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Chicago Land Clear. Com. v. Darrow

OPINION FILED NOVEMBER 20, 1957.

CHICAGO LAND CLEARANCE COMMISSION, APPELLEE,

v.

WOLCOTT H. DARROW ET AL. — (COSMOPOLITAN NATIONAL BANK OF CHICAGO ET AL., APPELLANTS.)



APPEAL from the Superior Court of Cook County; the Hon. DONALD S. McKINLAY, Judge, presiding.

MR. JUSTICE HOUSE DELIVERED THE OPINION OF THE COURT:

Petitioner brought suit in the superior court of Cook County to condemn 23 parcels of land for slum clearance. A jury fixed the sum of $65,000 as compensation for the taking of the property described as parcel 9-14, upon which verdict the court entered judgment from which this appeal is prosecuted. The appeal is properly directed to this court under the statutory provision for eminent domain proceedings.

The subject property is known as the Ford Hotel and is located at 2953-61 South State Street in the city of Chicago. It is improved with 2 two-story connected buildings approximately 65 years of age which cover virtually the entire lot. The buildings contain 36 hotel rooms and almost 200 six-by-eight-foot cubicles with chicken wire over the top, each containing a bed. There are four or five common washrooms. Only men patronize the hotel and for seventy-five cents they obtain one of the cubicles, a sheet, a pillowcase and a blanket for the night.

The defendants are the Cosmopolitan National Bank of Chicago, trustee and legal title holder of the property, Irving N. Chroman, Albert Chroman, and Philip Chroman, beneficiaries under the trust. Two of the Chroman brothers managed the hotel with the help of three women and seven male employees.

The petitioner's witnesses, Joseph M. West and George Becker, appraised the premises at $55,000 and $57,000, respectively. Defendants' four witnesses, Philip Chroman, Marvin Winthrop, John Golden, and Harold Passman, appraised the premises at $150,000, $135,000, $140,000 to $150,000, and $150,000, respectively. The jury after hearing all the evidence and viewing the property returned the $65,000 verdict.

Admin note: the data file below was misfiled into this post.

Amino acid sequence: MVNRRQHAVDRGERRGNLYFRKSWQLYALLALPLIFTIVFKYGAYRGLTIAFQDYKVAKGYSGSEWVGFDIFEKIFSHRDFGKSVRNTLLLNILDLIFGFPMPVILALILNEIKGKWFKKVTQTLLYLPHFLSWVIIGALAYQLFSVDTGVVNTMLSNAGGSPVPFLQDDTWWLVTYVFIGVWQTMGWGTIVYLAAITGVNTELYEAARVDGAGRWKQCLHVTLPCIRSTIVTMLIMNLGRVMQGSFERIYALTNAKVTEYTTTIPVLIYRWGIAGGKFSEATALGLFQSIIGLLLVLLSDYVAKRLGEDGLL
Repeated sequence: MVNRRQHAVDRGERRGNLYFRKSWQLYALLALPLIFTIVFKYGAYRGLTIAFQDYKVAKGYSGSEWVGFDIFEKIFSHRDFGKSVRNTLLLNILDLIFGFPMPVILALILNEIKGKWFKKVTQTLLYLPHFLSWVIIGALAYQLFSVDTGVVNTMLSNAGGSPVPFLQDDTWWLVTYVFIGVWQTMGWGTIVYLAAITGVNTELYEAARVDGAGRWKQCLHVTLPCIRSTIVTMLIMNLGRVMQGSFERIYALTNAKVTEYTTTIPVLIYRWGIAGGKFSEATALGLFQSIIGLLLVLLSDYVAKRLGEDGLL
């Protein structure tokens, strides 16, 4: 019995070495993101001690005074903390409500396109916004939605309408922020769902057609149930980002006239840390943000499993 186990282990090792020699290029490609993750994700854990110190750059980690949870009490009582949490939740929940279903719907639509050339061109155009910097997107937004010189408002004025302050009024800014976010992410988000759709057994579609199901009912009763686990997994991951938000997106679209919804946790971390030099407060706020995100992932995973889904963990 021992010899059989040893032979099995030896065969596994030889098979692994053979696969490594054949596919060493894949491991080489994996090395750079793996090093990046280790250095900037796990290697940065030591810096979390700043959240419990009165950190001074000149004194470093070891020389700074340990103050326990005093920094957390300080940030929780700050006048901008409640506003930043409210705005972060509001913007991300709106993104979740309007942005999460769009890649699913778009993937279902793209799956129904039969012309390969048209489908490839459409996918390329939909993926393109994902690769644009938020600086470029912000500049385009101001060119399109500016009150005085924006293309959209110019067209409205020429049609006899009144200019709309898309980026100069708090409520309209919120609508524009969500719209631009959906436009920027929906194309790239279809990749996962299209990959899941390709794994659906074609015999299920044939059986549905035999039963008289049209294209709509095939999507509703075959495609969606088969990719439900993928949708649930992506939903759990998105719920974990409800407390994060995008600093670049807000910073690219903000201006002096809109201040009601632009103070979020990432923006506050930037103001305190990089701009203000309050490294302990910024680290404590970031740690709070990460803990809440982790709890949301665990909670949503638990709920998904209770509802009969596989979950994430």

Defendants allege that they were deprived of their constitutional guarantee against taking property without due process of law, that the trial court erred in excluding evidence of proper elements to be considered by the jury in arriving at the fair cash market value of the premises, that the verdict of the jury is against the manifest weight of the evidence, and that the court erred in instructing the jury.

It is first argued that there has been a taking of property without due process of law. Defendants assert that the denial of due process resulted from the denial of their motions for a continuance and a series of erroneous rulings by the court. It appears to be elementary that there is no question of due process involved here. The essential elements of due process of law are notice and an opportunity to be heard in an orderly proceeding adapted to the nature of the case. If errors are committed they may be corrected in the manner provided by law for correction of such errors. (Benton v. Marr, 364 Ill. 628.) In short, due process of law is not a guarantee against error. In this case the trial judge had within his discretion the power to rule as he did on the motion for continuance (no statutory right to continuance being involved) and on other matters during the trial. Even though the rulings complained of may have been erroneous, they did not deprive the defendants of due process of law.